Further, this is confirmed by the example of the holy patriarchs, who are stated to have had several wives, and yet were most pleasing to God, for instance Jacob, David, and several others. Therefore at one time it was lawful.
I answer that, As stated above (A, ad 7,8), plurality of wives is said to be against the natural law, not as regards its first precepts, but as regards the secondary precepts, which like conclusions are drawn from its first precepts. Since, however, human acts must needs vary according to the various conditions of persons, times, and other circumstances, the aforesaid conclusions do not proceed from the first precepts of the natural law, so as to be binding in all cases, but only in the majority. for such is the entire matter of Ethics according to the Philosopher (Ethic. i, 3,7). Hence, when they cease to be binding, it is lawful to disregard them. But because it is not easy to determine the above variations, it belongs exclusively to him from whose authority he derives its binding force to permit the non-observance of the law in those cases to which the force of the law ought not to extend, and this permission is called a dispensation. Now the law prescribing the one wife was framed not by man but by God, nor was it ever given by word or in writing, but was imprinted on the heart, like other things belonging in any way to the natural law. Consequently a dispensation in this matter could be granted by God alone through an inward inspiration, vouchsafed originally to the holy patriarchs, and by their example continued to others, at a time when it behooved the aforesaid precept not to be observed, in order to ensure the multiplication of the offspring to be brought up in the worship of God. For the principal end is ever to be borne in mind before the secondary end. Wherefore, since the good of the offspring is the principal end of marriage, it behooved to disregard for a time the impediment that might arise to the secondary ends, when it was necessary for the offspring to be multiplied; because it was for the removal of this impediment that the precept forbidding a plurality of wives was framed, as stated above (A).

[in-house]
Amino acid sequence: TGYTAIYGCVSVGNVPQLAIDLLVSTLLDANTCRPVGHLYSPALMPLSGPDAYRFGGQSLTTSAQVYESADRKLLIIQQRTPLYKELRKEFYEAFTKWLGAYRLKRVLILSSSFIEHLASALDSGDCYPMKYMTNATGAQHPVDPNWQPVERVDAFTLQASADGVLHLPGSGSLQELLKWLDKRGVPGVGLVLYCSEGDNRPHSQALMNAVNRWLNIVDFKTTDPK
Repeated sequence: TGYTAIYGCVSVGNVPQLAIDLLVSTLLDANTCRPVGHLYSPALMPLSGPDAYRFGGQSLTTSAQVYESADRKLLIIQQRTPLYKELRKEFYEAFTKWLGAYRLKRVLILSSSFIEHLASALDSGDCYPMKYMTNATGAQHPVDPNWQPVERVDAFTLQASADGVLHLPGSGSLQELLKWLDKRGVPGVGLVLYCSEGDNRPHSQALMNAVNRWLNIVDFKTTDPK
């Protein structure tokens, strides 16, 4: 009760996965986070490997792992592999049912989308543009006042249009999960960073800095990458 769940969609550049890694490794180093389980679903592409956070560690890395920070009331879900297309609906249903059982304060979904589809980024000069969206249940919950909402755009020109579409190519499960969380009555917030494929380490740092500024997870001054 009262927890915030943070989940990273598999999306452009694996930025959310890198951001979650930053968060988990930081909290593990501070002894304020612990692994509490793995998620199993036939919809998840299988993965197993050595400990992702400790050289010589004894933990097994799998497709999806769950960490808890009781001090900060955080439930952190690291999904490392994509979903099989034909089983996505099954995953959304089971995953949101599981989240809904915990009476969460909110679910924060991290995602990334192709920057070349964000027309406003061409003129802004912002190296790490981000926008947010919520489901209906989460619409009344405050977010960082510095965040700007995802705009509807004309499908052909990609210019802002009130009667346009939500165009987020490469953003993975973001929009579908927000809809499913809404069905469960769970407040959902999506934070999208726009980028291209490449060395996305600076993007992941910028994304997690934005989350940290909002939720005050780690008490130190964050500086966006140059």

Reply to Objection 1: The natural law, considered in itself, has the same force at all times and places; but accidentally on account of some impediment it may vary at certain times and places, as the Philosopher (Ethic. i, 3,7) instances in the case of other natural things. For at all times and places the right hand is better than the left according to nature, but it may happen accidentally that a person is ambidextrous, because our nature is variable; and the same applies to the natural, just as the Philosopher states (Ethic. i, 3,7).